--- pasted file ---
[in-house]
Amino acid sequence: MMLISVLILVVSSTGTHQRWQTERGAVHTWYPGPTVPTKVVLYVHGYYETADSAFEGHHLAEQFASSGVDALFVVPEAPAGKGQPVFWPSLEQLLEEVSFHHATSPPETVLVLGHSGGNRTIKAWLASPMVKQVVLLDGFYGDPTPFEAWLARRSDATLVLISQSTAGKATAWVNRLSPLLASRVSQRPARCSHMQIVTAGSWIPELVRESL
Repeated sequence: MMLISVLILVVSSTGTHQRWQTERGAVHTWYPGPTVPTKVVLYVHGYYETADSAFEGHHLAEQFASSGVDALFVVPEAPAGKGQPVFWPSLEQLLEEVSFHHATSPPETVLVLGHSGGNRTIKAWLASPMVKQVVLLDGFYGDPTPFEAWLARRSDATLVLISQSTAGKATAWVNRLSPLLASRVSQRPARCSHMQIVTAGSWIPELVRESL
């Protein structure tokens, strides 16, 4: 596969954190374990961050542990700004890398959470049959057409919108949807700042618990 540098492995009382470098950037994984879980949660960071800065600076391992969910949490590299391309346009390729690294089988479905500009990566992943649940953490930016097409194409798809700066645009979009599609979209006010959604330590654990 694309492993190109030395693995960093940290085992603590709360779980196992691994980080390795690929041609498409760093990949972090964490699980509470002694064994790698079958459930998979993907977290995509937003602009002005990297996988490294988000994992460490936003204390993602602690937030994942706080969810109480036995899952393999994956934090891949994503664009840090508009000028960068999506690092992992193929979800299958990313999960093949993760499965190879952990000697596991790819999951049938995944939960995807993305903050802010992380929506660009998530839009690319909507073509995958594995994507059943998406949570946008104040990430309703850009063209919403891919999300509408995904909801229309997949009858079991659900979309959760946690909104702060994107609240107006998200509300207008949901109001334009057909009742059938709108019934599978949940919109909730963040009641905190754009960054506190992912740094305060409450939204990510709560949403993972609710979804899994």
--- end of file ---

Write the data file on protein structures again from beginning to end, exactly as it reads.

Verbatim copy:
[in-house]
Amino acid sequence: MMLISVLILVVSSTGTHQRWQTERGAVHTWYPGPTVPTKVVLYVHGYYETADSAFEGHHLAEQFASSGVDALFVVPEAPAGKGQPVFWPSLEQLLEEVSFHHATSPPETVLVLGHSGGNRTIKAWLASPMVKQVVLLDGFYGDPTPFEAWLARRSDATLVLISQSTAGKATAWVNRLSPLLASRVSQRPARCSHMQIVTAGSWIPELVRESL
Repeated sequence: MMLISVLILVVSSTGTHQRWQTERGAVHTWYPGPTVPTKVVLYVHGYYETADSAFEGHHLAEQFASSGVDALFVVPEAPAGKGQPVFWPSLEQLLEEVSFHHATSPPETVLVLGHSGGNRTIKAWLASPMVKQVVLLDGFYGDPTPFEAWLARRSDATLVLISQSTAGKATAWVNRLSPLLASRVSQRPARCSHMQIVTAGSWIPELVRESL
């Protein structure tokens, strides 16, 4: 596969954190374990961050542990700004890398959470049959057409919108949807700042618990 540098492995009382470098950037994984879980949660960071800065600076391992969910949490590299391309346009390729690294089988479905500009990566992943649940953490930016097409194409798809700066645009979009599609979209006010959604330590654990 694309492993190109030395693995960093940290085992603590709360779980196992691994980080390795690929041609498409760093990949972090964490699980509470002694064994790698079958459930998979993907977290995509937003602009002005990297996988490294988000994992460490936003204390993602602690937030994942706080969810109480036995899952393999994956934090891949994503664009840090508009000028960068999506690092992992193929979800299958990313999960093949993760499965190879952990000697596991790819999951049938995944939960995807993305903050802010992380929506660009998530839009690319909507073509995958594995994507059943998406949570946008104040990430309703850009063209919403891919999300509408995904909801229309997949009858079991659900979309959760946690909104702060994107609240107006998200509300207008949901109001334009057909009742059938709108019934599978949940919109909730963040009641905190754009960054506190992912740094305060409450939204990510709560949403993972609710979804899994």